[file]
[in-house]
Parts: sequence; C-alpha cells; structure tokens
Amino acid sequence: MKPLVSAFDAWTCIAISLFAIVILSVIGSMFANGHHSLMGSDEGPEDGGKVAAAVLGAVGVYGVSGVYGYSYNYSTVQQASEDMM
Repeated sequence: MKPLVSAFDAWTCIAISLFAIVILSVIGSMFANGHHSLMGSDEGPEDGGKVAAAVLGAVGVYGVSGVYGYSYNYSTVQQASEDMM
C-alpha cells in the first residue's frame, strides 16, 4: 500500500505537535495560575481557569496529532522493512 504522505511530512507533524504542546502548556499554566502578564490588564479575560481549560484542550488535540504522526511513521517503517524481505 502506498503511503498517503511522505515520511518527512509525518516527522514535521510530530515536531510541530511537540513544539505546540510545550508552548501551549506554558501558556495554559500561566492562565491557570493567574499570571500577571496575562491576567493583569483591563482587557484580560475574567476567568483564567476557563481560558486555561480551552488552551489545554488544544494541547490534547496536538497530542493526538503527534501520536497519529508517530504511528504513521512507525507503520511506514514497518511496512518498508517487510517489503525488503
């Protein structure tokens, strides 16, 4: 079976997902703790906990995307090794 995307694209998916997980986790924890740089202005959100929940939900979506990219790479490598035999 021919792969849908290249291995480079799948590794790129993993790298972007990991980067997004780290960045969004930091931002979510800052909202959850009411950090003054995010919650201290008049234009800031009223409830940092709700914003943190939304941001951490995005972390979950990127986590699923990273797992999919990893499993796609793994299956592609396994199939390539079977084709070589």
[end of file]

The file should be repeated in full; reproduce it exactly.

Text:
[in-house]
Parts: sequence; C-alpha cells; structure tokens
Amino acid sequence: MKPLVSAFDAWTCIAISLFAIVILSVIGSMFANGHHSLMGSDEGPEDGGKVAAAVLGAVGVYGVSGVYGYSYNYSTVQQASEDMM
Repeated sequence: MKPLVSAFDAWTCIAISLFAIVILSVIGSMFANGHHSLMGSDEGPEDGGKVAAAVLGAVGVYGVSGVYGYSYNYSTVQQASEDMM
C-alpha cells in the first residue's frame, strides 16, 4: 500500500505537535495560575481557569496529532522493512 504522505511530512507533524504542546502548556499554566502578564490588564479575560481549560484542550488535540504522526511513521517503517524481505 502506498503511503498517503511522505515520511518527512509525518516527522514535521510530530515536531510541530511537540513544539505546540510545550508552548501551549506554558501558556495554559500561566492562565491557570493567574499570571500577571496575562491576567493583569483591563482587557484580560475574567476567568483564567476557563481560558486555561480551552488552551489545554488544544494541547490534547496536538497530542493526538503527534501520536497519529508517530504511528504513521512507525507503520511506514514497518511496512518498508517487510517489503525488503
């Protein structure tokens, strides 16, 4: 079976997902703790906990995307090794 995307694209998916997980986790924890740089202005959100929940939900979506990219790479490598035999 021919792969849908290249291995480079799948590794790129993993790298972007990991980067997004780290960045969004930091931002979510800052909202959850009411950090003054995010919650201290008049234009800031009223409830940092709700914003943190939304941001951490995005972390979950990127986590699923990273797992999919990893499993796609793994299956592609396994199939390539079977084709070589």